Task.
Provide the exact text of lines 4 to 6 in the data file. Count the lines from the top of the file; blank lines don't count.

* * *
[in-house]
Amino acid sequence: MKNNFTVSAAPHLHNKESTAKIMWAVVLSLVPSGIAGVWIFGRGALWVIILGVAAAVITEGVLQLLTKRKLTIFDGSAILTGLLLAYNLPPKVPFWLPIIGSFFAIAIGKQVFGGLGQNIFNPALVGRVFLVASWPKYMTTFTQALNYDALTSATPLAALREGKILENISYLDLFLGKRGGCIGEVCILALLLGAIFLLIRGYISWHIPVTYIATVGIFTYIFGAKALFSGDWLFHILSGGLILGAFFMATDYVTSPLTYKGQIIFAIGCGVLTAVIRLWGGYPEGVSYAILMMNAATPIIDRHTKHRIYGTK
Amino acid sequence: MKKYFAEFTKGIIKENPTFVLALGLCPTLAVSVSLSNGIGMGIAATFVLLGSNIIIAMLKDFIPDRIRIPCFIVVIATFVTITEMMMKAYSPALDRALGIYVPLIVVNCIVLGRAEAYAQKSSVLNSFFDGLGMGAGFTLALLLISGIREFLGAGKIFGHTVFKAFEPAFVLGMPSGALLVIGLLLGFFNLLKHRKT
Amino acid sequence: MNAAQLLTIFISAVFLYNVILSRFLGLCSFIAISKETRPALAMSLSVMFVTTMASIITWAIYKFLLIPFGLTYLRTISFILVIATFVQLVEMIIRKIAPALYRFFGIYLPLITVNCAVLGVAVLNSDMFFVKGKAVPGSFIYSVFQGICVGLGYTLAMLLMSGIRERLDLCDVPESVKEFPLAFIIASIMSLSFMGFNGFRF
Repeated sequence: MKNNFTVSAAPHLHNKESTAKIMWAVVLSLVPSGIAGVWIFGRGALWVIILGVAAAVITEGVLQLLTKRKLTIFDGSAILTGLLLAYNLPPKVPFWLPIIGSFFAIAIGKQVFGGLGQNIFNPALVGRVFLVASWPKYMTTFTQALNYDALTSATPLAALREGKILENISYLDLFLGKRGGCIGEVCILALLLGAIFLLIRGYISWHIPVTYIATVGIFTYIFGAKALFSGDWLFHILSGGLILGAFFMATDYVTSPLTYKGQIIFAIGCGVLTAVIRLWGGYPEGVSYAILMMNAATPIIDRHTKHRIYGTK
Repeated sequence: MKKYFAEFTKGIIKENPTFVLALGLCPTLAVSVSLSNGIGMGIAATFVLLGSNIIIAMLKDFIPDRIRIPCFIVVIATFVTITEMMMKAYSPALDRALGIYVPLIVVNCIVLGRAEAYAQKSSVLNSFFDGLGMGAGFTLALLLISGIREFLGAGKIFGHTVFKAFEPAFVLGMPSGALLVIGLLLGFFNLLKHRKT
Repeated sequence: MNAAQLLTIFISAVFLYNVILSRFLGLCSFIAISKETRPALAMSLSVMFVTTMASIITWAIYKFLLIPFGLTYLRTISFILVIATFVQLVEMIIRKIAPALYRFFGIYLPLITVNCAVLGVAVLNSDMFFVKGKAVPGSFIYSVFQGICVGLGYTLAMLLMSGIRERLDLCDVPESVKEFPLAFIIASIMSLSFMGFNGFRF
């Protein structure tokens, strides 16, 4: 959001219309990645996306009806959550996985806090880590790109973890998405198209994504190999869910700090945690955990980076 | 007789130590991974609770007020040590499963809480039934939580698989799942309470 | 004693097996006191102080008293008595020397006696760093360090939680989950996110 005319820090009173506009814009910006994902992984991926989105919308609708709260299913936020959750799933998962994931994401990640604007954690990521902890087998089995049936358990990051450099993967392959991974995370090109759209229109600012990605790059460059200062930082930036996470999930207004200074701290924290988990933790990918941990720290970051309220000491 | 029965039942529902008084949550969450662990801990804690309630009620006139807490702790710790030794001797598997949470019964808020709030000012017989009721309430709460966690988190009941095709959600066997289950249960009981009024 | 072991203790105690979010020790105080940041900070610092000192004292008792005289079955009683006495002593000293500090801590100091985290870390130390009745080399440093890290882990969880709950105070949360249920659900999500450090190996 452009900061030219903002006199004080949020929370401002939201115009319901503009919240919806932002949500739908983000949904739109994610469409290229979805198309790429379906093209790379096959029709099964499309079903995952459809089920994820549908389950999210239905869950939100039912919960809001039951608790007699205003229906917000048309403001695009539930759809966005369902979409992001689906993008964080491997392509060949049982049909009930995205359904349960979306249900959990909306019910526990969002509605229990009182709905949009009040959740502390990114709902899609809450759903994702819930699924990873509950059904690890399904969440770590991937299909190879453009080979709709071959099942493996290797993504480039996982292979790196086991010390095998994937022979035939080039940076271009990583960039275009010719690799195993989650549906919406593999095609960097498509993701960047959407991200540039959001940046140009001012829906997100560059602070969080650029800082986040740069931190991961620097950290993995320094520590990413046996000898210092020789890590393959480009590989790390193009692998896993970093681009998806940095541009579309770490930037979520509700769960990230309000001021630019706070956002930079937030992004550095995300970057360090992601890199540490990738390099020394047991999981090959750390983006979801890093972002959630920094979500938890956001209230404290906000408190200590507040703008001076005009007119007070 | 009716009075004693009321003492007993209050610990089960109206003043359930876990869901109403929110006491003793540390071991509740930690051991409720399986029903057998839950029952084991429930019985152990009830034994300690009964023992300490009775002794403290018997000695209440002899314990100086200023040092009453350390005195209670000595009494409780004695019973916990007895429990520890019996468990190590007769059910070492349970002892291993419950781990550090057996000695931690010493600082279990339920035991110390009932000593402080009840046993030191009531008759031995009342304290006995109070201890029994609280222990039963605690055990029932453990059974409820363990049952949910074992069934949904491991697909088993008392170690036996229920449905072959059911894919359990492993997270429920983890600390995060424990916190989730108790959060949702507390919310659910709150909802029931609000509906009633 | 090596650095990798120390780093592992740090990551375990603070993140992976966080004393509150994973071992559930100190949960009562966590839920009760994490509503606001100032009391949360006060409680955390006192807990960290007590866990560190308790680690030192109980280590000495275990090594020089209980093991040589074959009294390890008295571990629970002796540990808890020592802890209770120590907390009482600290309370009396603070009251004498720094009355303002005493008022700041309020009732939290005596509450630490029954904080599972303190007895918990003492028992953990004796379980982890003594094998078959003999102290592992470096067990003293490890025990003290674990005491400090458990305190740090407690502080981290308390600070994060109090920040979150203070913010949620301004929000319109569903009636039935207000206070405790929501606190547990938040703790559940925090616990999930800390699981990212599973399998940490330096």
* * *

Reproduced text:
Amino acid sequence: MNAAQLLTIFISAVFLYNVILSRFLGLCSFIAISKETRPALAMSLSVMFVTTMASIITWAIYKFLLIPFGLTYLRTISFILVIATFVQLVEMIIRKIAPALYRFFGIYLPLITVNCAVLGVAVLNSDMFFVKGKAVPGSFIYSVFQGICVGLGYTLAMLLMSGIRERLDLCDVPESVKEFPLAFIIASIMSLSFMGFNGFRF
Repeated sequence: MKNNFTVSAAPHLHNKESTAKIMWAVVLSLVPSGIAGVWIFGRGALWVIILGVAAAVITEGVLQLLTKRKLTIFDGSAILTGLLLAYNLPPKVPFWLPIIGSFFAIAIGKQVFGGLGQNIFNPALVGRVFLVASWPKYMTTFTQALNYDALTSATPLAALREGKILENISYLDLFLGKRGGCIGEVCILALLLGAIFLLIRGYISWHIPVTYIATVGIFTYIFGAKALFSGDWLFHILSGGLILGAFFMATDYVTSPLTYKGQIIFAIGCGVLTAVIRLWGGYPEGVSYAILMMNAATPIIDRHTKHRIYGTK
Repeated sequence: MKKYFAEFTKGIIKENPTFVLALGLCPTLAVSVSLSNGIGMGIAATFVLLGSNIIIAMLKDFIPDRIRIPCFIVVIATFVTITEMMMKAYSPALDRALGIYVPLIVVNCIVLGRAEAYAQKSSVLNSFFDGLGMGAGFTLALLLISGIREFLGAGKIFGHTVFKAFEPAFVLGMPSGALLVIGLLLGFFNLLKHRKT